USDA’s current price projections for 2022 surpass the $20-mark (at $20.25 per hundredweight) for all milk, with Class IV and Class III average price estimates close behind at $18.70 and $17.75, respectively.
If realized, the price increases for the three milk classifications would range between 80 cents and $2.70 per hundredweight above USDA’s November 2021 estimates.
“There’s reasons to finally be upbeat in dairy,” Dan Basse, president of AgResource Company in Chicago, said recently at the annual Agricultural Bankers Conference. “It’s taken us eight years to get back to where we were in 2014 (if milk prices surpass $20).”
Basse estimates Class III and IV milk prices could reach as high as $21 to $23 next year, driven by surging demand, a possible smaller supply and inflationary pressure.
Longer-term, a proposed shift in ag policy in the European Union could shift the EU market from a net exporter to net importer of dairy.
“World demand for dairy products remains strong,” Basse said. “I believe exports are the bullish driver of the future.”
The U.S. exported an all-time high of 16% of milk solids produced nationwide in 2020. And, exports so far this year, from January through September, bubbled a whopping 14% above last year’s record pace.
“As we head into 2022, we’ll have another record year for dairy exports,” Basse said. “One of the bigger buyers is China. They use a lot of whey as a milk replacer for piglets.”
U.S. dairy cow numbers increased 2% from 2020 to July 2021 to 9.5 million head. But, Basse believes the yearly total could decline due in part to strength in the beef market, with slaughter up 14%.
“U.S. dairy cow slaughter has been elevated. Cull prices have been strong,” Basse said. “That’s a big margin enhancer for dairies.”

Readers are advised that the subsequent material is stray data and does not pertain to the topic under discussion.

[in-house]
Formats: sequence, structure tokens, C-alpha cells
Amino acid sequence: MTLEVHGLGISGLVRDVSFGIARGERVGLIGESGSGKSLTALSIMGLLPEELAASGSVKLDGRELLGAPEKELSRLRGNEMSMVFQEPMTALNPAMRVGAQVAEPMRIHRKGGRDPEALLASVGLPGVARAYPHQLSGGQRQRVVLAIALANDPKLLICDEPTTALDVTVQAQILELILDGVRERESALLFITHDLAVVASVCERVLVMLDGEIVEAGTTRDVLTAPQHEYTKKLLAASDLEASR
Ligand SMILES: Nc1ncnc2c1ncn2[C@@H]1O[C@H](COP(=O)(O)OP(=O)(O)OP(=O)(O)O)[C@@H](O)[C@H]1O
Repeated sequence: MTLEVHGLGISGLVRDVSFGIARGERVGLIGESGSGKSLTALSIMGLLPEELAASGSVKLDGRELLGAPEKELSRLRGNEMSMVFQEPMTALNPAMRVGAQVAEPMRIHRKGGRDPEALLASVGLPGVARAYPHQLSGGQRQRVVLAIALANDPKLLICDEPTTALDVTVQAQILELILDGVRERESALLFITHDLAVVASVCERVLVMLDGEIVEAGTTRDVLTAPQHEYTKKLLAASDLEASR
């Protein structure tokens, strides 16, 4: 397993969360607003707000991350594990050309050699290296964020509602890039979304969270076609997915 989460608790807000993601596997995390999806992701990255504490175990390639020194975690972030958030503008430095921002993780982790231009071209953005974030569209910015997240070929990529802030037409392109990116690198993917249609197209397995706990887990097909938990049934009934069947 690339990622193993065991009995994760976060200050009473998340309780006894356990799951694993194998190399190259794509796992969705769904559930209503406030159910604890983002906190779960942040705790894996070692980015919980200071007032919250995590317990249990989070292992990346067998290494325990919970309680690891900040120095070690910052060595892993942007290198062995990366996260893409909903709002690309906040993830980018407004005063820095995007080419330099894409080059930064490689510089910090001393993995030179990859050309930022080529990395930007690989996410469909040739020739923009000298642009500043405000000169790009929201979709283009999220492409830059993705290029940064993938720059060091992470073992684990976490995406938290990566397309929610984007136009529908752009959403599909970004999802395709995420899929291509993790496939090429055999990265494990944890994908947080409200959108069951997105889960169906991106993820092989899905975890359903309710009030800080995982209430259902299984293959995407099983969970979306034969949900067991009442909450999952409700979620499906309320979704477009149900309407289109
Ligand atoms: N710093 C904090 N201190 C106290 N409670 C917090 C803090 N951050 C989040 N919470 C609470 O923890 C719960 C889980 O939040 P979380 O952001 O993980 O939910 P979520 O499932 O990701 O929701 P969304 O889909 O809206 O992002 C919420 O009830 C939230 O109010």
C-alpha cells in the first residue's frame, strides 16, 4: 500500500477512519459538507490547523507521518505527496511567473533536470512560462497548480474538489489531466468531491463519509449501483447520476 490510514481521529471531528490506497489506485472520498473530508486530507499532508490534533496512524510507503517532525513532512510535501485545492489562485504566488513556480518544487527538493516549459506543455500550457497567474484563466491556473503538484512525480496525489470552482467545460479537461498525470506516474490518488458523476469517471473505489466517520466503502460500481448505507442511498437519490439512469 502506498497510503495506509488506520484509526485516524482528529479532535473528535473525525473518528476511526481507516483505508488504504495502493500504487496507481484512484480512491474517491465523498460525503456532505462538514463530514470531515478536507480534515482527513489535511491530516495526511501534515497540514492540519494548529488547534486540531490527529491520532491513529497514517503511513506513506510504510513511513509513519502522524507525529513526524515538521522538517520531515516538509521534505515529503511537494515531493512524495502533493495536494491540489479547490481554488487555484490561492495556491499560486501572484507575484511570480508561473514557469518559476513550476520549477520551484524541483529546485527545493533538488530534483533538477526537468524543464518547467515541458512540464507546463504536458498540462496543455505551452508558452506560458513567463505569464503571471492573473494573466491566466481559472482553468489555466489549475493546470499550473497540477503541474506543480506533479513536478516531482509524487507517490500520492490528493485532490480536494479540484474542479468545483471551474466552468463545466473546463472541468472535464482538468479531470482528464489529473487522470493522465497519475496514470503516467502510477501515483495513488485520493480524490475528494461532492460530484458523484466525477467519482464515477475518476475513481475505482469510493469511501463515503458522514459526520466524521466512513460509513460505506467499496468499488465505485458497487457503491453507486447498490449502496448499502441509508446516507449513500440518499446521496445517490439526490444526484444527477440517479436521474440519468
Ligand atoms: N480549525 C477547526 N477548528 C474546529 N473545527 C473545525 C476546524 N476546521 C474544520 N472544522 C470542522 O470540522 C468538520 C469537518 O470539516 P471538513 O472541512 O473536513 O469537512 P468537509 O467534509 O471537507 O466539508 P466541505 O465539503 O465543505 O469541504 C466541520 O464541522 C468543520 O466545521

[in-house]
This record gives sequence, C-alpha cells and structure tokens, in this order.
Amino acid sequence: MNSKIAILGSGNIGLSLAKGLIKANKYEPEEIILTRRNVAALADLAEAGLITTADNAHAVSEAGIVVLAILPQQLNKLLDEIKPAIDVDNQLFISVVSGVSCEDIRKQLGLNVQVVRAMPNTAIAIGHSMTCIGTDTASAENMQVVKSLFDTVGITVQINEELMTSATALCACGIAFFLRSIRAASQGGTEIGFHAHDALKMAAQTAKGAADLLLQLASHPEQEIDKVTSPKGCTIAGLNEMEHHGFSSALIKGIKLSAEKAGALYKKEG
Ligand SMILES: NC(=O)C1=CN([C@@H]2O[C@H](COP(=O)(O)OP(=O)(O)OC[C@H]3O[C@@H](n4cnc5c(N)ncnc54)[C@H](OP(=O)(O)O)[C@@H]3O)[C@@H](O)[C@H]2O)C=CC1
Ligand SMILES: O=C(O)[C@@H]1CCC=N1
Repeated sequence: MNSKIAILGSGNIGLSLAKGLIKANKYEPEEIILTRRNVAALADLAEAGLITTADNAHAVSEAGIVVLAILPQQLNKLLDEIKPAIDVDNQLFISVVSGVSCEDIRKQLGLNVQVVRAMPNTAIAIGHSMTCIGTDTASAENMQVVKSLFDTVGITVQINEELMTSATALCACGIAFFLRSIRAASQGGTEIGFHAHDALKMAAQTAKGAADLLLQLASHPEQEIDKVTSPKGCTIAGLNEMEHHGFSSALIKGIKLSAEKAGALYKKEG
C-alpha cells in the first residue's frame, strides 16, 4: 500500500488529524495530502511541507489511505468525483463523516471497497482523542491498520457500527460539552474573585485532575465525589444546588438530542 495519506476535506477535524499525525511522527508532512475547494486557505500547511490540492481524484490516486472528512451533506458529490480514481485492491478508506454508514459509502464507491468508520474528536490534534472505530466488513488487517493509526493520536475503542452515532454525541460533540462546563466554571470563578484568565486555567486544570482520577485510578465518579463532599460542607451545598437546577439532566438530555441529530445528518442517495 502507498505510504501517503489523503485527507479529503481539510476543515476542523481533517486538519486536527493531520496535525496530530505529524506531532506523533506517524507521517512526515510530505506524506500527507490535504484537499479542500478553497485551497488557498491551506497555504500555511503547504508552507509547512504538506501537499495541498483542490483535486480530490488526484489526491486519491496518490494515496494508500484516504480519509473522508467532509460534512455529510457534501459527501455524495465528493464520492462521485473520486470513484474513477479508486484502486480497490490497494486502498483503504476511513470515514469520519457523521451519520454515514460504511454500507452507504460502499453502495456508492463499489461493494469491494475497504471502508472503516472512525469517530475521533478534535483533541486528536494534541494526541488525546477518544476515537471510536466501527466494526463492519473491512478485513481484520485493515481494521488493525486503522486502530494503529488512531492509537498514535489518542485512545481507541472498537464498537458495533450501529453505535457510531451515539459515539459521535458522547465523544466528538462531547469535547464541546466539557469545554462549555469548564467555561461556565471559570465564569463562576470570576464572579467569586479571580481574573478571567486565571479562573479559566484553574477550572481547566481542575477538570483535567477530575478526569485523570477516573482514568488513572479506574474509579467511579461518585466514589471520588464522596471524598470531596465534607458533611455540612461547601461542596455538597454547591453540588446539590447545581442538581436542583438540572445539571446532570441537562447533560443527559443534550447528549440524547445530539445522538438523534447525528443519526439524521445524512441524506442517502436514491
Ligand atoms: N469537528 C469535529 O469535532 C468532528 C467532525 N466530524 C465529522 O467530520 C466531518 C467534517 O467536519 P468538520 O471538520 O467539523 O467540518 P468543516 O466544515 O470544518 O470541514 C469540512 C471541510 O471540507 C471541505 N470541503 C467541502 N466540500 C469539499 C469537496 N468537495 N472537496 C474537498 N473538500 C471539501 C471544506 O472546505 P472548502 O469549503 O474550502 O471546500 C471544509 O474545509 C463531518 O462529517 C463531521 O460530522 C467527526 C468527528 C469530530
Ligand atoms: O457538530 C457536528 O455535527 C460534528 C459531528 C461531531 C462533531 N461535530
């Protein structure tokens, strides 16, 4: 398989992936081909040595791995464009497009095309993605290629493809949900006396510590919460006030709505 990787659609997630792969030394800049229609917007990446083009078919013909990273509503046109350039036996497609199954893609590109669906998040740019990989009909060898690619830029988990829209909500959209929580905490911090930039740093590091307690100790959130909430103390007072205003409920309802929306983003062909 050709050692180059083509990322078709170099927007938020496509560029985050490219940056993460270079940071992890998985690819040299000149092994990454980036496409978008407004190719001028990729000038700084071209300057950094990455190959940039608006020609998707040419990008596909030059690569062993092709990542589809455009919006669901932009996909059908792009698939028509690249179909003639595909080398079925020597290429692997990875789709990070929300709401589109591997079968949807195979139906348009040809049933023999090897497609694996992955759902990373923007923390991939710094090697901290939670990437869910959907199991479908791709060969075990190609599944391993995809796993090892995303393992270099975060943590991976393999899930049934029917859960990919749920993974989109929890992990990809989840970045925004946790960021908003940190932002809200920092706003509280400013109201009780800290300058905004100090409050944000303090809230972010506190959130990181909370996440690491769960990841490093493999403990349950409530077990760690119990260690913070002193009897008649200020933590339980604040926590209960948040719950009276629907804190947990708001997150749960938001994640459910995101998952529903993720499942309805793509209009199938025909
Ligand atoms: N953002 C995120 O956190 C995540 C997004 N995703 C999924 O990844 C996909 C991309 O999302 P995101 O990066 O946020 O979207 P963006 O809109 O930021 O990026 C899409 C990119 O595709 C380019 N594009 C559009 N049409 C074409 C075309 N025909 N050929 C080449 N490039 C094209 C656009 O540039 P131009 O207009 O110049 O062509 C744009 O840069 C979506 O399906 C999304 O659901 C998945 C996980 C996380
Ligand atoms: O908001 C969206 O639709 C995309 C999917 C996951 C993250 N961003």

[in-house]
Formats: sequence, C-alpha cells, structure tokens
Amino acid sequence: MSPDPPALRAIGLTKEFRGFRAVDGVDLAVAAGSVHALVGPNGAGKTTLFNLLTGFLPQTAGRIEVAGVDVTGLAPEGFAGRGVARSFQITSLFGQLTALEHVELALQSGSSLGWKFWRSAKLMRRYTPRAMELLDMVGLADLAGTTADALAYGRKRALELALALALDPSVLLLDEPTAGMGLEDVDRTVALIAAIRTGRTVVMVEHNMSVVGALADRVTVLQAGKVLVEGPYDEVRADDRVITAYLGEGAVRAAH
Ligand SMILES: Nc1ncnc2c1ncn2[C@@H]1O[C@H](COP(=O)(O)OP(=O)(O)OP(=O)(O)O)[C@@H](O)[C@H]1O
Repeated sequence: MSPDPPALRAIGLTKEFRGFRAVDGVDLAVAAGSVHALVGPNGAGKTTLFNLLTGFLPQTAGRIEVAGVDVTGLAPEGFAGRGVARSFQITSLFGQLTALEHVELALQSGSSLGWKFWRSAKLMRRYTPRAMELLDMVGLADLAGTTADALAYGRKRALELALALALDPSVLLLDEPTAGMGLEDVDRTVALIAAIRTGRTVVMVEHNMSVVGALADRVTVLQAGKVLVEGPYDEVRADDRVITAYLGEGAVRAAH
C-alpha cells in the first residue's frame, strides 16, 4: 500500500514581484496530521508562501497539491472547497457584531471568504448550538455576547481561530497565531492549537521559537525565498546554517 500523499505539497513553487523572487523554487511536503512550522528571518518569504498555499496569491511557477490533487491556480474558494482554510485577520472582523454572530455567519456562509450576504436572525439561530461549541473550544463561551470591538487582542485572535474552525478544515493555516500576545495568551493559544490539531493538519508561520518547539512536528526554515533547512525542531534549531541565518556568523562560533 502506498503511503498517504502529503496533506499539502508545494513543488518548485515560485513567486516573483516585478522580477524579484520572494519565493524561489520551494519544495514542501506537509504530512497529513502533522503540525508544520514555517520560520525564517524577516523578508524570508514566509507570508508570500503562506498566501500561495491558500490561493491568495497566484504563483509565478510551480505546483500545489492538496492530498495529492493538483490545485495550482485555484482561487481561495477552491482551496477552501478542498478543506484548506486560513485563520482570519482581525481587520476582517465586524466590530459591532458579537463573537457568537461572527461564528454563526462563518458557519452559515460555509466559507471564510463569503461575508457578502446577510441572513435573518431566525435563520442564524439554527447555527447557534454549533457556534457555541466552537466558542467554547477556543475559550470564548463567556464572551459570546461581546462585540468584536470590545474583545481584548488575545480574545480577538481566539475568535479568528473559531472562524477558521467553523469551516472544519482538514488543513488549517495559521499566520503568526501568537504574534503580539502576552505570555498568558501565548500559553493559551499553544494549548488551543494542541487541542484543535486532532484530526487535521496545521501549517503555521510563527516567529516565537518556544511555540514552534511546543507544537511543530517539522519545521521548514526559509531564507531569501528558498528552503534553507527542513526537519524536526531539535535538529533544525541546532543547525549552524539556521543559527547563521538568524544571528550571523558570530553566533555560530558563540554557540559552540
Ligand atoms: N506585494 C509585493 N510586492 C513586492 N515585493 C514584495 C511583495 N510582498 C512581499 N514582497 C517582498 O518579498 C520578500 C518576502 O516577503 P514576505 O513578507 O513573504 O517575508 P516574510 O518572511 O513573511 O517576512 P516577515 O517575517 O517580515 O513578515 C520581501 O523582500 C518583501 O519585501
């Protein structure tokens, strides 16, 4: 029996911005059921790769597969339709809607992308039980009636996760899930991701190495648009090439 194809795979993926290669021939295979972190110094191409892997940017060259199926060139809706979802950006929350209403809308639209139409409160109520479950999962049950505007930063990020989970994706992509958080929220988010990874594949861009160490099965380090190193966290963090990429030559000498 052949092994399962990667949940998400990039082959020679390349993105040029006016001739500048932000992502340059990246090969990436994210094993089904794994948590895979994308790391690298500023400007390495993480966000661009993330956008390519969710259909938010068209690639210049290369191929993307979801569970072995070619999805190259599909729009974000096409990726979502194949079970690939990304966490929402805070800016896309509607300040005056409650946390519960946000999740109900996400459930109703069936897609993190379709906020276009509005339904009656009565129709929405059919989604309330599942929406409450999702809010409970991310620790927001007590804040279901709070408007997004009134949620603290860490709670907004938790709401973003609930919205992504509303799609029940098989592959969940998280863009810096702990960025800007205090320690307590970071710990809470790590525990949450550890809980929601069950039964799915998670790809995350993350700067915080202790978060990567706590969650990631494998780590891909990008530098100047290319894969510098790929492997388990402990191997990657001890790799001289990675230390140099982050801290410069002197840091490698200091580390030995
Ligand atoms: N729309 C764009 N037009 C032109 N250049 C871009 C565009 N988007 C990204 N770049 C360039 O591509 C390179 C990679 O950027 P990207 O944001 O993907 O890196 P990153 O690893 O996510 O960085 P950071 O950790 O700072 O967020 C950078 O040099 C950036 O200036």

But what effect will price inflation have on demand for dairy products and beef?
“Inflation is not going to be leaving us any time soon. I think it will be around at least the next 12-18 months,” the analyst said. “There’s no indication of protein switching. World demand for dairy products remains strong.”
That includes surging demand for cheese and butter, with global butter demand growing at a 7% clip.
“U.S. butter supplies are ample. It’s an export opportunity now,” Basse said. “World butter prices have been rising.”
Price inflation also represents one of the biggest risks for the dairy industry heading into 2022, as well, with feed costs near historic highs.
“We’re bullish for the milk market. But, my biggest concern is the price of feed. It could be the Achilles heel of the dairy industry,” Basse said. “It’s how you manage risk. Lock up profitable margins.”
Potential growth in the dairy industry also could be squeezed by processing bottlenecks.
“We’re almost at maximum (milk processing) capacity,” Basse said. “We need more capital and investment.”
Overall, Basse believes farmers are in the midst of a commodity supercycle that could last 2-3 years.
This story was distributed through a cooperative project between Illinois Farm Bureau and the Illinois Press Association. For more food and farming news, visit FarmWeekNow.com.
Daniel Grant Farm Week